by his skill he succeeded in killing a great deal of game. It is related of him by his son, Andrew, that it was
no uncommon thing for him to sally out and on a single trip kill three or four deer and several turkeys, which
were then very plentiful in the densely timbered districts of that neighborhood. The pecularity of his fire arms
is worthy of description. His rifle was what was then known as a sixty-bullet gun to the pound. It was a hammered
barrel made by hand, flint lock, horn trigger, and very effective in doing its work. In the year 1824 William Gudgel
married Lucy Thurman. They had born to them a family of twelve children, who grew to man and womanhood. Eleven
are yet living (1884) and ten are residents of Gibson county and one of the State of Illinois. Five of the gallant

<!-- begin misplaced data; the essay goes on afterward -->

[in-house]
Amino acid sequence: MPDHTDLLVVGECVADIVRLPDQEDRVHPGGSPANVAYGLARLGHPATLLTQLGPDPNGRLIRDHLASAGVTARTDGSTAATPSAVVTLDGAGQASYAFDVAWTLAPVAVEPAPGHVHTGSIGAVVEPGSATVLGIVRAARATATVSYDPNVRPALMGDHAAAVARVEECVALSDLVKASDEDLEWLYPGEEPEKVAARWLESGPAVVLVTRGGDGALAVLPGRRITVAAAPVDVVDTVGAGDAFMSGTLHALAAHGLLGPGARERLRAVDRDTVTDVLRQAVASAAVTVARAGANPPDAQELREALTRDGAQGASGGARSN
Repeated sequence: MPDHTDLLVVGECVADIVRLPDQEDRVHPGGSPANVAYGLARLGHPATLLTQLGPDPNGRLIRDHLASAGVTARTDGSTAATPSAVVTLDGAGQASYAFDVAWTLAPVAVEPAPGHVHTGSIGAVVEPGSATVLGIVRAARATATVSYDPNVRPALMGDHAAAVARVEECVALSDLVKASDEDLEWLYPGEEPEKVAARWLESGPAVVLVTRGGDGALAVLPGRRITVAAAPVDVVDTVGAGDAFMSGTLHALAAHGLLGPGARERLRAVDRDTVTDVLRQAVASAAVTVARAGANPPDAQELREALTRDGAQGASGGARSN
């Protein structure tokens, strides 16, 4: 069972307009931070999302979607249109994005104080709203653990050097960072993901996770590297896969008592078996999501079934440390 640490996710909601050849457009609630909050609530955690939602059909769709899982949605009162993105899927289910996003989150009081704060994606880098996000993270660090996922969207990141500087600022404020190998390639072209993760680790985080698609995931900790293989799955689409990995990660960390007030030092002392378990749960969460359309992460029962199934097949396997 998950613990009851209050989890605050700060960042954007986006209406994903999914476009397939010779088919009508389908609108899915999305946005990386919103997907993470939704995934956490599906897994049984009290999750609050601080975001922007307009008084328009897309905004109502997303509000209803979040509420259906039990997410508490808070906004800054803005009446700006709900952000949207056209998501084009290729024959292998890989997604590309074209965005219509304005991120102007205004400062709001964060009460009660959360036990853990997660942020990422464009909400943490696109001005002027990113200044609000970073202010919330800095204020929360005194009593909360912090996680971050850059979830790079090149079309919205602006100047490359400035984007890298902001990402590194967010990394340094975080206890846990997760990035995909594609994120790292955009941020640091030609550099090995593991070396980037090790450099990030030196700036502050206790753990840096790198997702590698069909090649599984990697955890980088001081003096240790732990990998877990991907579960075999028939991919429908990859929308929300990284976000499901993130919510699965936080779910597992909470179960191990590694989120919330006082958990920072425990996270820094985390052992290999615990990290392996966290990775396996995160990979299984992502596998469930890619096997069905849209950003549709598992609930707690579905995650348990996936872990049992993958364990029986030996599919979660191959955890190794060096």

sons of this old pioneer did service in the Union army during the late Rebellion. The names of the children of
William and Lucy Gudgel in the order of their birth were: Andrew, the father of our subject; Henry T., who was
a soldier in an Illinois regiment during the late war, died at Pine Bluff, Ark.; Martha, who became the wife of
Henderson Pritchett; Nancy, wife of Lorenzo S. Douglas; Jacob; Edward; Sarah, wife of Rice Redman, now residing
in White county, Illinois; Nicholas; John; Caroline, the wife of Leroy Martin. and they reside in Fort Branch;
Abraham, and Harriett, the wife of Henry Yeager. The last named are living on a farm a short distance from Owensville.
William Gudgel was a farmer and was an industrious and enterprising man. He reared a large family, who are among
the best citizens of the county. For many years he was an invalid. In politics he was identified with the Whig
and Republican parties. His death took place in February, 1877. His widow survived him until i888, and resided
at the old homestead with her sons, John and Abraham. Andrew Gudgel, the father of our subject, was born in Gibson
county, Indiana,. February 19, 1825, the son of William and Lucy (Thurman) Gudgel, the grandson of Andrew and Elizabeth